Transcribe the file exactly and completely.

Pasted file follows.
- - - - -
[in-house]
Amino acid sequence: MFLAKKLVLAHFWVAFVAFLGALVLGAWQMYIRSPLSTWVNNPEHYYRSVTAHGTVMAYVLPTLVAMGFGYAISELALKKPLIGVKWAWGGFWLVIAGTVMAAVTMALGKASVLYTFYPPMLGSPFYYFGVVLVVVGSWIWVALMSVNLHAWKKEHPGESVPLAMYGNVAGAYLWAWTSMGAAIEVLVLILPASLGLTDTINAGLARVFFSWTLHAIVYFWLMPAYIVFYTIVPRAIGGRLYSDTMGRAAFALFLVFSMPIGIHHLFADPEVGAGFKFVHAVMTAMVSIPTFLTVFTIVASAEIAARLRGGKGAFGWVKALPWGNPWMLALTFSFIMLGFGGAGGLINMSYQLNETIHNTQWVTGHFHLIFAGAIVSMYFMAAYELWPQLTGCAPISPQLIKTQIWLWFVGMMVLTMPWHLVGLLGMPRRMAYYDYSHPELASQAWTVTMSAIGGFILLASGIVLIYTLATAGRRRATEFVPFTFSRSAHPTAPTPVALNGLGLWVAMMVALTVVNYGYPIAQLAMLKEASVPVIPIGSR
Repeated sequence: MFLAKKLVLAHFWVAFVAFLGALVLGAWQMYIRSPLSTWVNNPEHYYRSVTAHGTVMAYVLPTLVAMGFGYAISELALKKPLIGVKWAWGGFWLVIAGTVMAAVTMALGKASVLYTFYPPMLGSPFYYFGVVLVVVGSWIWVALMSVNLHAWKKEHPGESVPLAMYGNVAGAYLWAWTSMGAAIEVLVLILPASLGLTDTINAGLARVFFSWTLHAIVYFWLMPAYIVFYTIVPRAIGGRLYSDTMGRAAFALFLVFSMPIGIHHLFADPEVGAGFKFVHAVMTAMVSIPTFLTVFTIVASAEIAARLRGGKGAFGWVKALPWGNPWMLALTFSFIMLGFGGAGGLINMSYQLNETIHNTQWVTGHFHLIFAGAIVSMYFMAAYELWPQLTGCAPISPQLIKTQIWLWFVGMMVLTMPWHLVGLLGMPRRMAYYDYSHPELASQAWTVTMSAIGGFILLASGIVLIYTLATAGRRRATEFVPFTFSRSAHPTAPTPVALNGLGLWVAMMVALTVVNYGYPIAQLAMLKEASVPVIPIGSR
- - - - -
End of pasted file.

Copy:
[in-house]
Amino acid sequence: MFLAKKLVLAHFWVAFVAFLGALVLGAWQMYIRSPLSTWVNNPEHYYRSVTAHGTVMAYVLPTLVAMGFGYAISELALKKPLIGVKWAWGGFWLVIAGTVMAAVTMALGKASVLYTFYPPMLGSPFYYFGVVLVVVGSWIWVALMSVNLHAWKKEHPGESVPLAMYGNVAGAYLWAWTSMGAAIEVLVLILPASLGLTDTINAGLARVFFSWTLHAIVYFWLMPAYIVFYTIVPRAIGGRLYSDTMGRAAFALFLVFSMPIGIHHLFADPEVGAGFKFVHAVMTAMVSIPTFLTVFTIVASAEIAARLRGGKGAFGWVKALPWGNPWMLALTFSFIMLGFGGAGGLINMSYQLNETIHNTQWVTGHFHLIFAGAIVSMYFMAAYELWPQLTGCAPISPQLIKTQIWLWFVGMMVLTMPWHLVGLLGMPRRMAYYDYSHPELASQAWTVTMSAIGGFILLASGIVLIYTLATAGRRRATEFVPFTFSRSAHPTAPTPVALNGLGLWVAMMVALTVVNYGYPIAQLAMLKEASVPVIPIGSR
Repeated sequence: MFLAKKLVLAHFWVAFVAFLGALVLGAWQMYIRSPLSTWVNNPEHYYRSVTAHGTVMAYVLPTLVAMGFGYAISELALKKPLIGVKWAWGGFWLVIAGTVMAAVTMALGKASVLYTFYPPMLGSPFYYFGVVLVVVGSWIWVALMSVNLHAWKKEHPGESVPLAMYGNVAGAYLWAWTSMGAAIEVLVLILPASLGLTDTINAGLARVFFSWTLHAIVYFWLMPAYIVFYTIVPRAIGGRLYSDTMGRAAFALFLVFSMPIGIHHLFADPEVGAGFKFVHAVMTAMVSIPTFLTVFTIVASAEIAARLRGGKGAFGWVKALPWGNPWMLALTFSFIMLGFGGAGGLINMSYQLNETIHNTQWVTGHFHLIFAGAIVSMYFMAAYELWPQLTGCAPISPQLIKTQIWLWFVGMMVLTMPWHLVGLLGMPRRMAYYDYSHPELASQAWTVTMSAIGGFILLASGIVLIYTLATAGRRRATEFVPFTFSRSAHPTAPTPVALNGLGLWVAMMVALTVVNYGYPIAQLAMLKEASVPVIPIGSR